Originally the site of a Native American village and sacred burial ground, this twelve-acre tract was gifted to Charles Maxwell as part of a Revolutionary War grant. In 1796 the parcel was purchased by Judge John Overton, who constructed his frontier home on the site’s incline. Originally named Golgotha (“hill of skulls” after the native burial remains) by Overton, the estate was later christened Travellers Rest, referencing his work as a traveling circuit judge. From 1820 onwards, the small frontier house was expanded incrementally, evolving into a Federal-style plantation home that served as the Confederate headquarters during the 1864 Battle of Nashville. The surrounding Overton plantation, which featured a peach orchard, an English garden, and apple trees, spanned some 2,300 acres and was tended by 80 enslaved persons who grew subsistence crops, as well as tobacco and cotton. In 1946 the Overton family sold the plantation to the Louisville and Nashville Railroad Company. Rail lines then bisected the property, much of which was developed into residential subdivisions. In 1954 the historic mansion and grounds were deeded to the National Society of the Colonial Dames of America in Tennessee.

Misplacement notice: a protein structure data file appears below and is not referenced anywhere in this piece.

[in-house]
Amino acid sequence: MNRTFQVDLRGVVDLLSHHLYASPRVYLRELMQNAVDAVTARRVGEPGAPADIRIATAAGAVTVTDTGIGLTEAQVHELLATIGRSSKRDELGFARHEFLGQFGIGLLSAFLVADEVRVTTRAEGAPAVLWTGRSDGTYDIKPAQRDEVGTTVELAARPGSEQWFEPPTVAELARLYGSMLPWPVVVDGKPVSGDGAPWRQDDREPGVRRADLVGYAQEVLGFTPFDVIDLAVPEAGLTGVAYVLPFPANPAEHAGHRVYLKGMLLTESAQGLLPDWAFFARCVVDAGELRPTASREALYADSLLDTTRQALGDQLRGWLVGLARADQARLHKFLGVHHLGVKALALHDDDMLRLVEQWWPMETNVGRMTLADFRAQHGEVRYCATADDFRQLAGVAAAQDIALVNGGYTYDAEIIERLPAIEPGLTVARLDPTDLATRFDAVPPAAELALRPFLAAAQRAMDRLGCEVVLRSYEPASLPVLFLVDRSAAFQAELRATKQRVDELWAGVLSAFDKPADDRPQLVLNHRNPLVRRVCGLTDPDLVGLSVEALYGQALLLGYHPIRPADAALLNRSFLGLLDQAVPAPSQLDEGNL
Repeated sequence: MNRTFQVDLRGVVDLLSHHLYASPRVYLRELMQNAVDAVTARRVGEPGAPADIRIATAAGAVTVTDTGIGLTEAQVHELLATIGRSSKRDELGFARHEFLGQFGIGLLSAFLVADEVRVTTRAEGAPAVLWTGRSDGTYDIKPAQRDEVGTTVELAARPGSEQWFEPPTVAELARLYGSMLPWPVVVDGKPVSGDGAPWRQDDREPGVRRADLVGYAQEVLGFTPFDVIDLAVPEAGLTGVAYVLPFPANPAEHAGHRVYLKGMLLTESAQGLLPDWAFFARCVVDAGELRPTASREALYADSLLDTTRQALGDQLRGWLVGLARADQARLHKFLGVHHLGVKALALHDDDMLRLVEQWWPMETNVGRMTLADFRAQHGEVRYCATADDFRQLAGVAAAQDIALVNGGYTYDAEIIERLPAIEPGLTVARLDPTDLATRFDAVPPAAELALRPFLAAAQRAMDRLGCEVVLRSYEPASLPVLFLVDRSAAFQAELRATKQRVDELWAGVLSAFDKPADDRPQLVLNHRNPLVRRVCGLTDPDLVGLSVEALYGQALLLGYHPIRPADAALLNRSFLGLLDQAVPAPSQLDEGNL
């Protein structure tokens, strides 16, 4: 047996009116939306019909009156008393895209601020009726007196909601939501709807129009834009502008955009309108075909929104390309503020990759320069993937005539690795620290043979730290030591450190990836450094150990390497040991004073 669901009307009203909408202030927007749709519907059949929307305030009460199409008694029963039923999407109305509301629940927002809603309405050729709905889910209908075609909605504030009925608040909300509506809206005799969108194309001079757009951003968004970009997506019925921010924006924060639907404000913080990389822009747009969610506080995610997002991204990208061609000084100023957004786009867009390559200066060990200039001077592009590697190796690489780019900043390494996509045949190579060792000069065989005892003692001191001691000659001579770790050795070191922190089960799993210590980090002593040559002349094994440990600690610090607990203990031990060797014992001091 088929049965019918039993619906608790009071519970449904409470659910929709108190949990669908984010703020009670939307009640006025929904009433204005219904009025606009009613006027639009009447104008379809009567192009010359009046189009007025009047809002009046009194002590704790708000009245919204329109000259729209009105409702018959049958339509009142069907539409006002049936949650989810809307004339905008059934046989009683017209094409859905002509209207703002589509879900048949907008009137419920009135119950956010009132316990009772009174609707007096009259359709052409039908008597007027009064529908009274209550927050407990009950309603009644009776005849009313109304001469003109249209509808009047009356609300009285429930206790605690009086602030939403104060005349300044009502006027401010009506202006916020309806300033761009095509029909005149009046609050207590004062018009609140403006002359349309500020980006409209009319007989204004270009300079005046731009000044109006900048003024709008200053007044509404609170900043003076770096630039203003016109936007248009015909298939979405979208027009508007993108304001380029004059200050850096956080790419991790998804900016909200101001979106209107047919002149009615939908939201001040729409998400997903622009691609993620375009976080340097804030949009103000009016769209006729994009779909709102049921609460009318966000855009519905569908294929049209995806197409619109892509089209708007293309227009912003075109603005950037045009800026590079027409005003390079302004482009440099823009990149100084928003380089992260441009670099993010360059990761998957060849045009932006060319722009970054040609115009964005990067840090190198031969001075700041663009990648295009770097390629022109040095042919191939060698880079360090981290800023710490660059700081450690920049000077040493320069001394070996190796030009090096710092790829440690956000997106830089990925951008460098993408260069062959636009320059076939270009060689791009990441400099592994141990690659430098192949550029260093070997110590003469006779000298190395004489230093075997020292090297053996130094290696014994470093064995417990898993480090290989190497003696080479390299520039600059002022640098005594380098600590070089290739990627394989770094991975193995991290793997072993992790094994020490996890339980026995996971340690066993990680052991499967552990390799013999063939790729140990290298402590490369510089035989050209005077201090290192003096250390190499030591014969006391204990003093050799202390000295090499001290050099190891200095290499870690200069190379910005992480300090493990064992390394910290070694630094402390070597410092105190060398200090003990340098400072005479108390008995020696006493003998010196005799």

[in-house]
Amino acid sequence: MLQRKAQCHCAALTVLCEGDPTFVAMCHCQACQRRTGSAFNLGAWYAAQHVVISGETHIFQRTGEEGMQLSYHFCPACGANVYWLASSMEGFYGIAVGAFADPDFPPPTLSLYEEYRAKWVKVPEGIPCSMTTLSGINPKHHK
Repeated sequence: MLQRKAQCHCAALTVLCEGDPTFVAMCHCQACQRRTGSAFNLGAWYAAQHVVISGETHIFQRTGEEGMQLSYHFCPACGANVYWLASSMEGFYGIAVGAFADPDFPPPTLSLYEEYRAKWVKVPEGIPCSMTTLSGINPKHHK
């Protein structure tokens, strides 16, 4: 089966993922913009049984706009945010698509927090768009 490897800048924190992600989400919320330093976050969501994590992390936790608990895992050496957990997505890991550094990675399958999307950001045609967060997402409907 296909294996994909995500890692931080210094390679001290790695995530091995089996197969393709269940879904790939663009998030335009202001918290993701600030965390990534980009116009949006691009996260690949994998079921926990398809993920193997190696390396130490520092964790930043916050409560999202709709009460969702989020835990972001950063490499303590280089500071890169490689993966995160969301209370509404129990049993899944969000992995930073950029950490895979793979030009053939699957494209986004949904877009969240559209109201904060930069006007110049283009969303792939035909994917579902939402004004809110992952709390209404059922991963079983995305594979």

Now encompassing nine acres, the slender, triangular plot is bounded by the railroad to the northwest, a dirt road to the southeast, and a large parking lot to the northeast. The narrowly tapered southern section of the site is an open lawn lined by trees on either side. The main house, an L-shaped structure at the center of the northern section of the property, is connected to the remnants of an historic circular carriage drive set around a grassy oval and shaded by large magnolia trees. Fronting the house is a small formal garden lined by symmetrical hedgerows. Behind the main structure is Overton’s law office (reconstructed in brick in the 1950s), a barn, and outbuildings to the east, south, and southeast. To the north is the two-story Weaving house (ca. 1820) and adjoining garden, which served as a home for two formerly enslaved persons after the Civil War. Travellers Rest was listed in the National Register of Historic Places in 1969.